Updates Affecting Home Owners & Self-Employed Business Owners

Updates Affecting Home Owners & Self-Employed Business Owners

  • In the past, home ownership carried significant tax savings opportunities with it. Under the new law, the tax advantages associated with home ownership are greatly minimized, offering little or no benefit over renting a home. Under the new law, experts are estimating that only 5% of taxpayers will be eligible to itemize their deductions.
  • For mortgages initiated after December 15, 2017, mortgage interest is limited to underlying indebtedness of $750,000 (decreased from $1,000,000).
    • Mortgage interest is still allowable for second residences so long as the underlying indebtedness does not exceed the $750,000 threshold.
    • Deductions for interest on home equity indebtedness has been suspended for tax years after 2017.
  • In order to compete with the reduction in tax rate for corporations, Congress included a deduction of 20% of business income earned from pass-through businesses (such as sole proprietorship’s, partnerships, and S Corporations) for certain taxpayers.
    • Personal service businesses are specifically excluded from the definition of qualified business income for purposes of this deduction.
      • Personal service businesses include those involved in the fields of health, law, accounting, consulting, financial services, or where the principal asset of such trade or business is the reputation or skill of one or more of its employees.
    • It seems clear that most real estate agents and brokers will be considered in a personal service business.
    • However, there is an exception: For single taxpayers with taxable income less than $157,500 or $315,000 for couples filing jointly, the personal service restriction does not apply.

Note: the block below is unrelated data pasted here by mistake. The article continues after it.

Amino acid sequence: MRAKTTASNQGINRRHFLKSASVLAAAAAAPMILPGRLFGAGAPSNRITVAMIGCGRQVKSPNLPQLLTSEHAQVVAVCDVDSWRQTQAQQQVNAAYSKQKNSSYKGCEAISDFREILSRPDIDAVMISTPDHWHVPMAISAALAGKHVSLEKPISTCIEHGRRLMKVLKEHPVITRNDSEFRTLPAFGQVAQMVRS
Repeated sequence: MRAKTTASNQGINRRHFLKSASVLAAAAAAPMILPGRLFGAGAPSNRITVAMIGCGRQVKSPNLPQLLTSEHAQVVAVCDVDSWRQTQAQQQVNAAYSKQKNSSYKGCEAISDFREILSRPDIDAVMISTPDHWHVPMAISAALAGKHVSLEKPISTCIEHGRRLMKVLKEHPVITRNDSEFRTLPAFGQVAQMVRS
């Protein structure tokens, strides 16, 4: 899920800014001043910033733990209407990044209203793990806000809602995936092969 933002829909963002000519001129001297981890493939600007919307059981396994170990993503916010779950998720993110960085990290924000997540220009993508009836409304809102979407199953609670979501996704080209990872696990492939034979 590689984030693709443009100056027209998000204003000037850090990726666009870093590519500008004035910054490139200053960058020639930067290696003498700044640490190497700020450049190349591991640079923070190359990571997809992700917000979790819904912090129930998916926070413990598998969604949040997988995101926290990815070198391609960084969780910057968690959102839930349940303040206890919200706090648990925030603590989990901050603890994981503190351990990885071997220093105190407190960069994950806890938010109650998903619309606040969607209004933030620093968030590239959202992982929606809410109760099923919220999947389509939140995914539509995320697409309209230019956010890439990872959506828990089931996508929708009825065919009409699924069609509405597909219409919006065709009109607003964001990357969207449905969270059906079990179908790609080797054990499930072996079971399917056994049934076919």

• There are multiple phase ins, phase outs, and limitations to 20% deduction, and each taxpayer’s individual situation will need to be reviewed and analyzed for their specific ability to claim the deduction. Two examples are included below.
  • Beginning in 2018, the Rehabilitation Credit (known as the Historic Tax Credit) has been modified.
    • For qualifying rehabilitation expenditures relating to a Pre-’36 building, the 10% credit has been repealed.
    • A 20% credit for qualified expenditures on certified historic structures is now available to be claimed ratably over a 5-year period beginning when the structure is placed in service.
  • The rules relating to gain on the sale of a principal residence being excludable from income remain unchanged. Like-kind exchanges for real property remain unchanged under the new law, as does the low-income housing tax credit.

***Disclaimer: I am a tax accountant and a CPA licensed in Massachusetts , but I am not your accountant or advocate (Unless you have signed up to my services). This communication is not intended as tax advice, and no tax accountant -client relationship results**

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